question about curled toes - interesting new piece of information

HennyJenny

Songster
10 Years
Dec 26, 2009
552
4
131
Bennington, NE
I hatched two batches of Barnevelders from the same parent stock. The eggs were shipped. I have three females and two males. There is one male from each hatch. Neither of the males appeared to have curled toes when they hatched. However they both have severely curled toes now. It doesn't impede them in anyway - in fact they are both very hardy vigorous birds but I am wondering if this is a genetic problem and if I should not breed these birds.

Thanks
Jenny
 
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HennyJenny

Songster
10 Years
Dec 26, 2009
552
4
131
Bennington, NE
Thanks, Minnie. Since their toes weren't curled when the hatched but curled as they matured and it was just this one breed and just the males I think it's probably something other than incubation. I did have a buff hatch with severe spraddle leg and curled toes and I think that probably was incubation as they were hatched with some much larger turkey eggs and I think there were temp and humidity problems in that hatch. I would think if the problem was due to incubation that I would have seen it long before now. This seems to be happening in these birds at about the four week mark. They don't have a smooth surfaced floor and all of my chicks are eating the same starter grower feed. These birds had perfectly fine feet up until the time the leg and skin on it started to thicken then the toes curl and deform. If it's environmental I need to figure out what it is and if it's genetic I need to not breed them.
 

Minniechickmama

Senora Pollo Loco
10 Years
Sep 4, 2009
7,135
695
391
Minnesota
My chicks had normal looking feet too and got worse in time. It could be nutritional too from the parents' standpoint. I am going to hatch some out of mine anyway and see how it goes. I don't think this is a genetic problem, but I could be wrong.
 

hinkjc

Crowing
Premium Feather Member
13 Years
Jan 11, 2007
12,683
95
331
PA
If birds develop curled toes as they grow, it is their nutrition or malabsorption of nutrients that is making that happen, not their parents. If the parent flock was the cause, the chick would have hatched with curled toes. Just wanted to clarify that for those following this type of issue.
 

aveca

Songster
10 Years
Jun 30, 2009
3,704
92
228
Waverly, NY
It sounds like viatamin B 2 deficeincy . Thou most chick feeds are supposed to be fortified , makes you wonder.I always give grated carrots also extra vit A. ( I just use a cheese grater after about a week or so) and hard boiled eggs in with the feed for a while till they can get out and get some greens in the lawn..so far Have never had a problem .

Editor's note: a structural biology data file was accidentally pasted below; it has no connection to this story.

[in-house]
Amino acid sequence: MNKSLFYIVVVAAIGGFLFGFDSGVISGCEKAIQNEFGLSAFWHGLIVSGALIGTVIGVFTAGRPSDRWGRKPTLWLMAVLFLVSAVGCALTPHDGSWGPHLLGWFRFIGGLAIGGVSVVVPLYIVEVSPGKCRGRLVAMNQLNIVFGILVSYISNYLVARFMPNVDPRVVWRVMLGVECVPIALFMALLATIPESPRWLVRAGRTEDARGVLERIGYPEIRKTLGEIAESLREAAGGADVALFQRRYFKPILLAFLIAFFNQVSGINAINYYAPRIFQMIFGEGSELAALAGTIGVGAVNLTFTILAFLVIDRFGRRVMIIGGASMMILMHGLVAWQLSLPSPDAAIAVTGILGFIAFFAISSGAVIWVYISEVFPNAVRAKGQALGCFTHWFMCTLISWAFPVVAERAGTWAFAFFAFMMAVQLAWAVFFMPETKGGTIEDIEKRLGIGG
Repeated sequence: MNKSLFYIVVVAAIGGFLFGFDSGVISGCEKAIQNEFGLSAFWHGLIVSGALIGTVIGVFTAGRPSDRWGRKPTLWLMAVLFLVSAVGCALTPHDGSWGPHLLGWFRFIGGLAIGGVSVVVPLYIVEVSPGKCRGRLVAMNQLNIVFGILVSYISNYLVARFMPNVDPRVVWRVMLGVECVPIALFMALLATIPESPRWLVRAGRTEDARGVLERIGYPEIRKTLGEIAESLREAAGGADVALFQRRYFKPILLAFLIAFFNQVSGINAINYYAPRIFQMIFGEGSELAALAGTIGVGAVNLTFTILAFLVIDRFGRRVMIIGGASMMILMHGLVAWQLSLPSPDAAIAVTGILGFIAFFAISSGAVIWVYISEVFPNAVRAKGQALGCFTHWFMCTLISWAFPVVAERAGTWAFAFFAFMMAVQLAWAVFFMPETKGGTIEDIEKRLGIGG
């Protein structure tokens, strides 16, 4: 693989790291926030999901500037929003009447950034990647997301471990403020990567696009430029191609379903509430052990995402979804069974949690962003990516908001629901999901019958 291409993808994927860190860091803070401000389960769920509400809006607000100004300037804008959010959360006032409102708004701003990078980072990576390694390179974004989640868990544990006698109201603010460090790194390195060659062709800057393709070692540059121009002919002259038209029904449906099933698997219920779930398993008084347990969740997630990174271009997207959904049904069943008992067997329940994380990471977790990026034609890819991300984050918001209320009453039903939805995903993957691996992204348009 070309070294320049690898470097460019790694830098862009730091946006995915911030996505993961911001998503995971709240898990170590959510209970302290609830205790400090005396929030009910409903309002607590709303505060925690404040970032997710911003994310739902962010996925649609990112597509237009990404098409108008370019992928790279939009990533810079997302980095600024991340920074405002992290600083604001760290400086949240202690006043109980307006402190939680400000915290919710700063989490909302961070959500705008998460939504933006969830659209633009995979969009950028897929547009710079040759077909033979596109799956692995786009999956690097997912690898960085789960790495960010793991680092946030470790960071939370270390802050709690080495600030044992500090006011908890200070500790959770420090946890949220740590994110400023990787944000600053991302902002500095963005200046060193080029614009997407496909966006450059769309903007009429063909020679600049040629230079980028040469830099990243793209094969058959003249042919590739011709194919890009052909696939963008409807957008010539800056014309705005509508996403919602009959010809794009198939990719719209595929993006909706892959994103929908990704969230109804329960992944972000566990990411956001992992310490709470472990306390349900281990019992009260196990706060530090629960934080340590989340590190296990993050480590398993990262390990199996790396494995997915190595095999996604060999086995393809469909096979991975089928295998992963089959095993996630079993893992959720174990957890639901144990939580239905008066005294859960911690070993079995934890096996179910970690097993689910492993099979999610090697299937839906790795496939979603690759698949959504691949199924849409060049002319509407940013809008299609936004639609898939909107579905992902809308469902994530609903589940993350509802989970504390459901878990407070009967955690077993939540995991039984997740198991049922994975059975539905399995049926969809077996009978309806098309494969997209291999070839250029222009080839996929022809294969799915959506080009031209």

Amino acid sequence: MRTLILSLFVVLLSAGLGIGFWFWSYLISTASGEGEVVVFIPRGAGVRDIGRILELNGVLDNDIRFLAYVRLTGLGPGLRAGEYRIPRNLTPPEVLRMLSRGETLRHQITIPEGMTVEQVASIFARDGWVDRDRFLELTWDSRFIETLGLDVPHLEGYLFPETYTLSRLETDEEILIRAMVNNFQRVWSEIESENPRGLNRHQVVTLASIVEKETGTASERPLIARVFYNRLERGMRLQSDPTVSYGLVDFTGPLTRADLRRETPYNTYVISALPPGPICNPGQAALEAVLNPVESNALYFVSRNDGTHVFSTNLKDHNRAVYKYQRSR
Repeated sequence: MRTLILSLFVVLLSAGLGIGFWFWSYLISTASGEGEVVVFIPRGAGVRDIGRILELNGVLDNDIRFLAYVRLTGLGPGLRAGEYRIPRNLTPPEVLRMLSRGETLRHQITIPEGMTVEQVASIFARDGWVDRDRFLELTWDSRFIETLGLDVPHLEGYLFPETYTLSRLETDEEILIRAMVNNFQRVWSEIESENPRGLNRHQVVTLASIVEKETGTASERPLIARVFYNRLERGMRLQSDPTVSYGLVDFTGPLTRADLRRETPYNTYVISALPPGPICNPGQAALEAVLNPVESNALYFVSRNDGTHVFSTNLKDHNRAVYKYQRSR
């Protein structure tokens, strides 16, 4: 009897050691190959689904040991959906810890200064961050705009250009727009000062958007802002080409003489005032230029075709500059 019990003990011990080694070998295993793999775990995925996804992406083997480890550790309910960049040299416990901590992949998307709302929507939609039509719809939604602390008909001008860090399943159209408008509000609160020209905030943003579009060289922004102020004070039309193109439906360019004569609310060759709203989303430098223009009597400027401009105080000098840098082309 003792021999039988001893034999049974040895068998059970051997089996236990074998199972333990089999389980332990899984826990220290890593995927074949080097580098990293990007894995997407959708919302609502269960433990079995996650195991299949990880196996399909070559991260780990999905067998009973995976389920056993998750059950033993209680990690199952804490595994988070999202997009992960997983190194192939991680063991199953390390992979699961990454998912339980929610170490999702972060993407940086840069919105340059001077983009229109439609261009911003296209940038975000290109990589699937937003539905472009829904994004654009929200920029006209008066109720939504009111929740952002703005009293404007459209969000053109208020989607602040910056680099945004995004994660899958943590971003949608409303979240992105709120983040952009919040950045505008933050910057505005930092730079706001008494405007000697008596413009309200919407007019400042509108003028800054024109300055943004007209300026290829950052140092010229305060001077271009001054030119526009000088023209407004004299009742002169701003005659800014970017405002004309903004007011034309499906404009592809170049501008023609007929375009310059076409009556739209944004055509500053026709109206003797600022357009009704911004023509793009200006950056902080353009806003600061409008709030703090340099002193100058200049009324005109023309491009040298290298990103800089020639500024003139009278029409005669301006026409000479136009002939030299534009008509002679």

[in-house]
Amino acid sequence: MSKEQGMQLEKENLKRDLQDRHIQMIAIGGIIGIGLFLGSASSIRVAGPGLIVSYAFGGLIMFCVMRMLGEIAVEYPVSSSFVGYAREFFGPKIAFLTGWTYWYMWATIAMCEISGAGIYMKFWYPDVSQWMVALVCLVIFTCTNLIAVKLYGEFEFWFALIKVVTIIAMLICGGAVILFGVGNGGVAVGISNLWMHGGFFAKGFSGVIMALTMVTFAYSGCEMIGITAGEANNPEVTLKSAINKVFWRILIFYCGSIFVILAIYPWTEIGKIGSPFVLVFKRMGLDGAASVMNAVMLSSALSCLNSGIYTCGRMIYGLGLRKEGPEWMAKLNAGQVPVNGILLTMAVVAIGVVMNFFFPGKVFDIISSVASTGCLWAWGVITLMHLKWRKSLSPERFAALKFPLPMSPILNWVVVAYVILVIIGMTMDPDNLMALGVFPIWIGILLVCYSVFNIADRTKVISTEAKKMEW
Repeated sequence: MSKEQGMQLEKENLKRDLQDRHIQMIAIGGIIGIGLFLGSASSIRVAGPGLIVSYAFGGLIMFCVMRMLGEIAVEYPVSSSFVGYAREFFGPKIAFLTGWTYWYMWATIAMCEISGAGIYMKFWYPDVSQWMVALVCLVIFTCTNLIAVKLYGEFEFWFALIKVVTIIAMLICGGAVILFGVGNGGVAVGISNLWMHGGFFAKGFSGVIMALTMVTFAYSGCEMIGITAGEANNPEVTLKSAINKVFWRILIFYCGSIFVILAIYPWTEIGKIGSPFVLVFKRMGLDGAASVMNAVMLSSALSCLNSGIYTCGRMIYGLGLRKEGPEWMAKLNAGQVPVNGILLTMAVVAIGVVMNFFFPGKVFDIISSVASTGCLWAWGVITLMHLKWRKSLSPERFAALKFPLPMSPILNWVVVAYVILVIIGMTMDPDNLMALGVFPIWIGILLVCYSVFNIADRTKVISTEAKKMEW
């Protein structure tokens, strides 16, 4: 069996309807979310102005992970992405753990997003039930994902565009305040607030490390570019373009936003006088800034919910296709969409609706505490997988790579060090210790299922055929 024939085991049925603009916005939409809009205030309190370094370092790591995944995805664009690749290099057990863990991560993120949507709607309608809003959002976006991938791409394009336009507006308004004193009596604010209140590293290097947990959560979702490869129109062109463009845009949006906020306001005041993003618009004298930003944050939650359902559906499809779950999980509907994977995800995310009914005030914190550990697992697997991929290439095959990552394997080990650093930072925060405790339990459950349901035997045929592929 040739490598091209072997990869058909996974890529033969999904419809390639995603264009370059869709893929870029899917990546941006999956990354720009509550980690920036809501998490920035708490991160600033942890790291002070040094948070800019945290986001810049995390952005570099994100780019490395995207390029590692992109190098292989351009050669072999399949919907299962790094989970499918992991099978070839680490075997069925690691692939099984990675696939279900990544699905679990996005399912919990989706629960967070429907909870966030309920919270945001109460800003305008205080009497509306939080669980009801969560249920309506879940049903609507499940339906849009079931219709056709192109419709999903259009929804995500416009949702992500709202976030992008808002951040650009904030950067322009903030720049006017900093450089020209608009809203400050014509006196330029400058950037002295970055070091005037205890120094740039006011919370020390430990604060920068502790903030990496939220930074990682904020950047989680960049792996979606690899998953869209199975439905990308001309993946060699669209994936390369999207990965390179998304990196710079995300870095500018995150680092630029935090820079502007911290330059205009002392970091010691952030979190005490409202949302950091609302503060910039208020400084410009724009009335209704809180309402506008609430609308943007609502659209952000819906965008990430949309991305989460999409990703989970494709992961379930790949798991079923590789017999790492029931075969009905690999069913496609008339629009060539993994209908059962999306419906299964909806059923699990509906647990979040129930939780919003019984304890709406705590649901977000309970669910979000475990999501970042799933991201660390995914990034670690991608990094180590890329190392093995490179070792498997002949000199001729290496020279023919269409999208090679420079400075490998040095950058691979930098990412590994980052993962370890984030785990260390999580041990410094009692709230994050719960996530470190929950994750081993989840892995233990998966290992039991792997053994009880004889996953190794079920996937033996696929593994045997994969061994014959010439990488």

You could add a little vitamins to water..

Diseases: Vitamin B2 deficiency
Also known as Curled toe paralysis, Riboflavin deficiency
Vitamin B2 deficiency occurs worldwide in poultry of all ages. It is caused when vitamin B2 is deficient in the diet. Most grains are deficient in vitamin B2, therefore it must be included in the premix.

Effects of Vitamin B2 deficiency
Curled toes, poor growth, weak and emaciation are seen in young birds. Leg muscles are atrophied and flabby. The skin is dry and harsh. Poor hatchability and egg production can occur in adults. Dead embryos have "clubbed" down feathers. Poults have severe dermatitis of the feet and shanks and incrustations on the corners of the mouth.

Diagnosis of Vitamin B2 deficiency
Postmortem lesions (curled toes) are characteristic.
 
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HennyJenny

Songster
10 Years
Dec 26, 2009
552
4
131
Bennington, NE
Thanks everyone! I am feeding purina starter grower but I could provide supplemental vitamins. I am glad to know that these birds are genetically fine so I appreciate that information as well. I don't see any of the other symptoms of the curled toe paralyis but I don't think additional vitamins (within reason) could hurt to add. These are otherwise healthy appearing robust birds that are quite beautiful.
 

HennyJenny

Songster
10 Years
Dec 26, 2009
552
4
131
Bennington, NE
I was really starting to do more than wonder about this. It concerned me that something I was doing might be harming my birds. I didn't think it was incubation - praying it wasn't genetic - not really thinking it could be nutritional. So I did a bit of looking myself - which is what I usually do but for whatever reason was looking for easy answers this time. The barnevelders of both hatches were always in a brooder by themselves and they had the only heat lamp that was an infrared sun-lamp - probably not meant for the brooding of poultry. I got rid of it when I put the turkey in there because it seemed to be driving him crazy. A little googling produced the answer that infrared light sometimes produces this effect. I can't really find why this is - there was one mention that the light is too hot and that it may "denature" the feed - I guess by cooking it. But it does explain why out of the 10 varieties I have right now that only the barnevelders have this issue. I wish I was able to fully explain why it has this effect - but I really couldn't find the supporting data - but in this one circumstance it does seem to offer an explanation that is applicable to my birds and that may be helpful to others. This was a very high wattage lamp and was called a "infrared sun lamp" - I think it showed up in a batch of goods from a farm auction and the only other time I had used it was this winter on a couple of days that were well below zero - until I stuck it in my brooder. I feel bad - but I'm glad to have learned something. I appreciate everyone's input in this discussion. I learned a great deal from it.

Thanks.
Jenny
 

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